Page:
we have an ODE system as following

   S'[t] = \[Mu]*N - \[Beta]*S[t]*I[t] - \[Mu]*S[t];
   I'[t] = \[Beta]*S[t]*I[t] - (\[Mu] - \[Gamma])*I[t];
   R'[t] = \[Gamma]*I[t] - \[Mu]*R[t];
   y[t] = k*I[t];

I would like to find the characteristics of this system, I use Groebner basis to do that, but sometimes my answer is different with Ritt-s pseudo-division method.

Is there any function in Mathematica that I could find characteristics of a system?

  • 1
    $\begingroup$ (1) What are "characteristics" for a system of ODEs? I am not familiar with the term here. (2) Is the last equation meant to involve y'[t]? (3) For purposes at hand I am pretty sure you want to use Equal infix, which is ==, rather than the single = which is infix for Set. $\endgroup$ Commented Apr 22, 2018 at 14:14
  • $\begingroup$ Also, you cannot use I as a function name since I == Sqrt[-1]. Also N is a built-in function and cannot be used as a variable. $\endgroup$
    – Bob Hanlon
    Commented Apr 22, 2018 at 17:14
  • $\begingroup$ @DanielLichtblau A lowest rank autoreduced set that can be formed with polynomials from a given set S of differential polynomials, is called a characteristic set of S. $\endgroup$
    – ali
    Commented Apr 22, 2018 at 22:43
  • $\begingroup$ @DanielLichtblau Actually, I am looking for something like this library.wolfram.com/infocenter/MathSource/5716 $\endgroup$
    – ali
    Commented Apr 23, 2018 at 6:16
  • $\begingroup$ My limited understanding is that one has observable input and output variables, nonobservable state variables, and parameters. It is impossible to tell from the ODE system in this post what is what, so it is not obvious which variables are to be retained and which to eliminate. $\endgroup$ Commented Apr 23, 2018 at 17:34

1 Answer 1


This is a bit of a wild guess, based on two articles sent by the poster (references below).

First rewrite the system using lower case names, making the N into a time-dependent "input" variable, and calling Y, renamed to yy, the "output" variable. All other time-dependent variables are regarded as non-observable state variables.

odes = {-ss'[t] + mu*nn[t] - beta*ss[t]*ii[t] - mu*ss[t],
   -ii'[t] + beta*ss[t]*ii[t] - (mu - gamma)*ii[t],
   -rr'[t] + gamma*ii[t] - mu*rr[t],
   -yy[t] + k*ii[t]};

We prolong the system by taking two derivatives. I did not try in any way to optimize on what gets differentiated, I simply take two derivatives of all inputs. To get some idea of how one might determine the actual number needed (other than by trial and error), I gave a quick-and-dirty counting approach here. But I am not sure it applies perfectly in the situation we have now.

dodes = D[odes, t];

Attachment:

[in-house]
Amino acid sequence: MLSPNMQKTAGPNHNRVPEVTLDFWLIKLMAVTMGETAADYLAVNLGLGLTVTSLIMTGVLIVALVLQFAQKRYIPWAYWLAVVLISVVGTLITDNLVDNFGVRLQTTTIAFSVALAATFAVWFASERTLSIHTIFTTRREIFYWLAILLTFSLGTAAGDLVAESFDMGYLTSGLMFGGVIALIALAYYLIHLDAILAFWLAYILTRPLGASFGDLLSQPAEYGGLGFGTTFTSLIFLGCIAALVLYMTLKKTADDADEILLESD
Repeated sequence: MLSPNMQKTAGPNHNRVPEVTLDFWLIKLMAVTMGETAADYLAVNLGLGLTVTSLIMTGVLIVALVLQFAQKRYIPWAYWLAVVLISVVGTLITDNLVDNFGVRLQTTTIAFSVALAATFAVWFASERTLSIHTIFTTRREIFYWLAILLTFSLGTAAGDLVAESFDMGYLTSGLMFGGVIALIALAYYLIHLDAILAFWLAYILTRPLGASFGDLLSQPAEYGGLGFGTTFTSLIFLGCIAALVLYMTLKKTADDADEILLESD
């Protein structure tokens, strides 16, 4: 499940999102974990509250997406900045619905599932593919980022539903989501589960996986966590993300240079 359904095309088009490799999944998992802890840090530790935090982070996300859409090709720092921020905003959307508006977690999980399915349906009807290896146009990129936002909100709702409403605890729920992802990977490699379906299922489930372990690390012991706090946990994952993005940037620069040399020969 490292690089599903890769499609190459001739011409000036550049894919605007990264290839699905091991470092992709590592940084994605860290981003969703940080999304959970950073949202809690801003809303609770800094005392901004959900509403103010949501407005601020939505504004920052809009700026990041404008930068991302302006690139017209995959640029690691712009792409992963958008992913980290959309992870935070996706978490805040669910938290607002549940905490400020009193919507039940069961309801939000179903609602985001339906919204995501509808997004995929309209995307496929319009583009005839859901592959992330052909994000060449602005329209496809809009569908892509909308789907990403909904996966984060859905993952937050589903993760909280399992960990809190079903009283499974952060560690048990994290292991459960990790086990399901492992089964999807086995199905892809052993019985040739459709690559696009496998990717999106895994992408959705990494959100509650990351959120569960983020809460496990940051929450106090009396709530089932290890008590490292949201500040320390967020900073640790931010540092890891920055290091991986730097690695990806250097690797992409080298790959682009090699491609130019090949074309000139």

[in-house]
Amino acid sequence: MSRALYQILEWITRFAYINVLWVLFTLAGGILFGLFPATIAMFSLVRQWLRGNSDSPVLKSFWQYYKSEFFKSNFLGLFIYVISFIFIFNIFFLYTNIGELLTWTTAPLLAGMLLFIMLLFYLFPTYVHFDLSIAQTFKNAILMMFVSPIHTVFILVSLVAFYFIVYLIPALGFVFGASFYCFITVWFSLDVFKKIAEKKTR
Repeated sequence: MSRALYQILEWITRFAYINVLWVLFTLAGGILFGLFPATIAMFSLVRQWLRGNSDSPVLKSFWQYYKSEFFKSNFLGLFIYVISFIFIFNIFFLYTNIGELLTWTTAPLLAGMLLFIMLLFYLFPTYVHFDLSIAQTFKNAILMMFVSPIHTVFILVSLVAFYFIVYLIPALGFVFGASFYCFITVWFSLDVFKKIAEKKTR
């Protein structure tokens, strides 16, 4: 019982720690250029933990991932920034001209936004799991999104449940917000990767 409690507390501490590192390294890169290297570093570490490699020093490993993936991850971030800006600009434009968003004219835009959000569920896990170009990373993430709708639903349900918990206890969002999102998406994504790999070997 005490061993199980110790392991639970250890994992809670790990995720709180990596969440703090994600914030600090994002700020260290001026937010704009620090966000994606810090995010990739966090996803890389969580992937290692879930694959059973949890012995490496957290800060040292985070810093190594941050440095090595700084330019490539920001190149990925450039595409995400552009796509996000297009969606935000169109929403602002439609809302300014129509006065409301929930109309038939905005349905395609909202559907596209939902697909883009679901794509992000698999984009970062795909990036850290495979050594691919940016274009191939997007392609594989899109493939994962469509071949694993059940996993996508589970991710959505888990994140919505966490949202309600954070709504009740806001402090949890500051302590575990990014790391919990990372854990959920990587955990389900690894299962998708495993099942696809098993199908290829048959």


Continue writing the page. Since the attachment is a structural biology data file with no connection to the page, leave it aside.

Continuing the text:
ddodes = D[dodes, t];

Now we gather our full system of differential polynomials, and separate input/output from internal state variables from parameters.

diffpolys = Join[odes, dodes, ddodes];
allsyms = Variables[diffpolys];
params = Select[allsyms, FreeQ[#, t] &];
tvars = Select[allsyms, ! FreeQ[#, t] &];
inoutvars = Select[tvars, ! FreeQ[#, yy | nn] &];
statevars = Complement[tvars, inoutvars];

We use a Groebner basis rather than Ritt-Wu pseudodivision in order to eliminate the state variables and their derivatives.

 gb1 = GroebnerBasis[diffpolys, inoutvars, statevars, 
   CoefficientDomain -> RationalFunctions, 
   MonomialOrder -> EliminationOrder]]

(* Out[232]= {0.683641, {(gamma k mu - k mu^2) yy[t]^2 + 
   beta k mu nn[t] yy[t]^2 + (beta gamma - beta mu) yy[t]^3 - 
   k mu yy[t] Derivative[1][yy][t] - 
   beta yy[t]^2 Derivative[1][yy][t] + k Derivative[1][yy][t]^2 - 
   k yy[t] (yy^\[Prime]\[Prime])[t]}} *)

For assessing identifiability the idea is as follows. Is it possible to get the same differential polynomial(s) in the input/output variables, using more than one set of parameters? In other words, do the coefficients of the i/o variables uniquely determine the parameters? This can be answered in the affirmative in this case, simply by gathering those coefficients and determining how many solutions there are to a "random" substitution of values. If the solution is unique 9that is, only solution is exactly the random substitution), then the system is globally identifiable.

We gather all coefficients using an internal function (could be done with System context functions but this is a shortcut).

coeffs = 
 Flatten[GroebnerBasis`DistributedTermsList[gb, inoutvars, 
    CoefficientDomain -> RationalFunctions][[1, All, All, 2]]]

(* Out[206]= {beta k mu, beta gamma - beta mu, -beta, 
 gamma k mu - k mu^2, -k mu, -k, k} *)

Now see if there are multiple solutions if given a (sorta) "random" substitution of values.

 coeffs == (coeffs /. Thread[params -> {3, -7, -2, 11}]), params]

(* Out[241]= {{beta -> 3, gamma -> -7, k -> -2, mu -> 11}} *)

Unique solution, so globally identifiable. This of course is subject to the choices made above as to how to separate into input, output, state and parameter variables.

References: (1) Nicolette Meshkat, Chris Anderson, and Joseph DiStefano Jr. Alternative to Ritt's pseudodivision for finding input-output equations in algebraic structural identifiability analysis. Math Biosci. 2012 Sep;239(1):117-23. doi: 10.1016/j.mbs.2012.04.008. Epub 2012 May 22.



(2) Giuseppina Bellu, Maria Pia Saccomani, Stefania Audoly, and Leontina D’Angiò. DAISY: a new software tool to test global identifiability of biological and physiological systems. Comput Methods Programs Biomed. 2007 Oct;88(1):52-61. Epub 2007 Aug 20.




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